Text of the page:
Bay Area car owners still face catalytic converter theft concerns
Catalytic converters are a hot commodity in the Bay Area. The anti-pollution devices located underneath cars — packed with rare precious metals — have been stolen in record numbers in recent years.
State of play: Busts this year have highlighted crime networks built around the devices.
- One network taken down in June targeted cars across the Bay Area and led to the theft of 240 catalytic converters, according to local investigators.
By the numbers: There have been more than 1,200 catalytic converters stolen and 439 damaged this year, according to San Francisco Police Department data provided to Axios.
Details: It's become such a widespread issue that San Francisco Supervisor Joel Engardio partnered with SFPD this year to launch a free program etching vehicle identification numbers on residents' catalytic converters in a bid to deter thefts.
- Engardio represents the Sunset District, which he said reports the most catalytic converter thefts. Still, he faced criticism from some people who said it won't solve the need for police to do more to crack down on the crime.
- But the pilot program ultimately drew hundreds of residents, and Engardio has said he plans to expand it.
How it works: Catalytic converters are made up of precious metals such as rhodium, platinum and palladium, making them highly valuable.
- With only tiny portions of these metals inside each converter, there is more value in stealing dozens at once, per Vox.
Yes, but: Tracking stolen converters has proven difficult. A New York Times investigation found that stolen catalytic converters "pass through middlemen, smelters and refineries in the United States and overseas."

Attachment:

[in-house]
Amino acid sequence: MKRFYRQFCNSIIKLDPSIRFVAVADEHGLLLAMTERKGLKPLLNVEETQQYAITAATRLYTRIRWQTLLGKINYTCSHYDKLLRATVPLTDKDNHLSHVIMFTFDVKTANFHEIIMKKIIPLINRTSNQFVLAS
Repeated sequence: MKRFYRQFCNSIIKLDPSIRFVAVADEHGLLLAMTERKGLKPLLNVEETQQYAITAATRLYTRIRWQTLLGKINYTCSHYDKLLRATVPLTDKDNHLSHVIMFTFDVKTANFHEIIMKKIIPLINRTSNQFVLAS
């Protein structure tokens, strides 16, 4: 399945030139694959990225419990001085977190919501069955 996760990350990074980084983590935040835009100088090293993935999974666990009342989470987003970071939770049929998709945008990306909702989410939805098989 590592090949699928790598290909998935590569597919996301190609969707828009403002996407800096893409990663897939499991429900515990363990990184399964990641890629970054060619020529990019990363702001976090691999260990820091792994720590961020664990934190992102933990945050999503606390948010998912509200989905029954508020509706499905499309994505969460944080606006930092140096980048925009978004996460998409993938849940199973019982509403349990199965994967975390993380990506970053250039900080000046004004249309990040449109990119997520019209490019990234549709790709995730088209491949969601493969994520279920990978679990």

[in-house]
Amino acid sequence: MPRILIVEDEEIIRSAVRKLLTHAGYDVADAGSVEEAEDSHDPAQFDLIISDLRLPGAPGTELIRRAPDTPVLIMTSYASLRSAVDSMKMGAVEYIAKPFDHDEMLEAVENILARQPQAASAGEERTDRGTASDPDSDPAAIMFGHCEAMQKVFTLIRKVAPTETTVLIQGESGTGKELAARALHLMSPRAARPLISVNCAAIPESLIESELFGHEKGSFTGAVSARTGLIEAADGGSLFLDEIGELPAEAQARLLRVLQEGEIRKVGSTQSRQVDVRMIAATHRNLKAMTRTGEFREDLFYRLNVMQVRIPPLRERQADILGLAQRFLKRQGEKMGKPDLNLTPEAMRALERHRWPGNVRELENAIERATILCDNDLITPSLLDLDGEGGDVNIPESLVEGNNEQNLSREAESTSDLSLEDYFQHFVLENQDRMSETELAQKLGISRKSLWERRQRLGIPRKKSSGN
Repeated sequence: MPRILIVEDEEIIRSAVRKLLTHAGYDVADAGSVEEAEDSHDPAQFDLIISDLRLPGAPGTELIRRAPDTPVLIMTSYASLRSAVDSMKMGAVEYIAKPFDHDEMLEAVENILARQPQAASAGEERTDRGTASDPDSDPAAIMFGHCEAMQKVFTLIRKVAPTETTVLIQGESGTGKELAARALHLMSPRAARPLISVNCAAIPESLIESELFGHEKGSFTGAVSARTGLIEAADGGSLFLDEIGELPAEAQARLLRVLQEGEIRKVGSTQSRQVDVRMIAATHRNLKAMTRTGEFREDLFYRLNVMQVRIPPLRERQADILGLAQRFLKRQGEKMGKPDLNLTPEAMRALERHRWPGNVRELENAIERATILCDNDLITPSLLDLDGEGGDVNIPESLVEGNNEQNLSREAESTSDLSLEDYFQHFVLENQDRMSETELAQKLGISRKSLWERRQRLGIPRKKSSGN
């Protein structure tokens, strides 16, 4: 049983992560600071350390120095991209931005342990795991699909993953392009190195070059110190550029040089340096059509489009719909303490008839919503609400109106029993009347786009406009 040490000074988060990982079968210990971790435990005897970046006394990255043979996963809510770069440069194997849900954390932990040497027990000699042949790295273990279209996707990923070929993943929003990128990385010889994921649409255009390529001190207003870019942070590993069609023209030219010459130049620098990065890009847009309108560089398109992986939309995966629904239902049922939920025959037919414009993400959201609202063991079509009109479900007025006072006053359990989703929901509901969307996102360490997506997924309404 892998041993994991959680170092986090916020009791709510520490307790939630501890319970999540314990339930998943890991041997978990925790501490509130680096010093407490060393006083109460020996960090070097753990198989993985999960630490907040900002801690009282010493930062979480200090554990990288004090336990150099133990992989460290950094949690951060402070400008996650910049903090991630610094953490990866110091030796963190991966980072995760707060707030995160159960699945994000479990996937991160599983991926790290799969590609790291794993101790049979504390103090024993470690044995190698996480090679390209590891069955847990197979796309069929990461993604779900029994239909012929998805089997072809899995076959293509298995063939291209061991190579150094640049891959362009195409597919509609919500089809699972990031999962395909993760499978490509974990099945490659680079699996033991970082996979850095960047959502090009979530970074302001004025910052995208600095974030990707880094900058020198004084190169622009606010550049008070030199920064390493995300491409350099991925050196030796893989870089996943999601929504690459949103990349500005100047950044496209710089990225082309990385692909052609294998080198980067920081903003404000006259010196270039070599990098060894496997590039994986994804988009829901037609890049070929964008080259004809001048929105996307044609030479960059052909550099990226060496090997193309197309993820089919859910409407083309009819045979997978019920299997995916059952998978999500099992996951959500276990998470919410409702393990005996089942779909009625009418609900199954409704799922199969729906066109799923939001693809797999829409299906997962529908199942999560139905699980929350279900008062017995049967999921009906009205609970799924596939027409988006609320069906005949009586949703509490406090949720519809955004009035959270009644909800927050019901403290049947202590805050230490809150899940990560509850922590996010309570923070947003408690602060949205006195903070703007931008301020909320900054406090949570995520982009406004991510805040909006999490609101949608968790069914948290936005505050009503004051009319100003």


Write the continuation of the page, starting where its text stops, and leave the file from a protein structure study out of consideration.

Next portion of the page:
- The unknown origins of the stolen converters leave the beneficiaries of the thefts with "plausible deniability and little incentive to stop them," per the Times.
- Plus, converters can be sawed off beneath a car in only minutes.
Be smart: If the catalytic converter on a car has been stolen, the vehicle will make a very loud noise once started. BeenVerified, a background check company that tracks criminal information, recommends installing a catalytic converter anti-theft device or motion alarm to better protect against these thefts.
- Parking in a locked garage, well-lit area or any place with high pedestrian traffic can also help deter thefts, according to BeenVerified.
The big picture: Catalytic converter thefts skyrocketed across the U.S. during the pandemic.
- While nationwide they are down so far in 2023 after a surge last year, they're still almost 21 times higher than in 2019, per an August report from BeenVerified.
- The National Insurance Crime Bureau recorded 64,701 insurance claims for converter thefts last year, up significantly from 16,660 claims in 2020.
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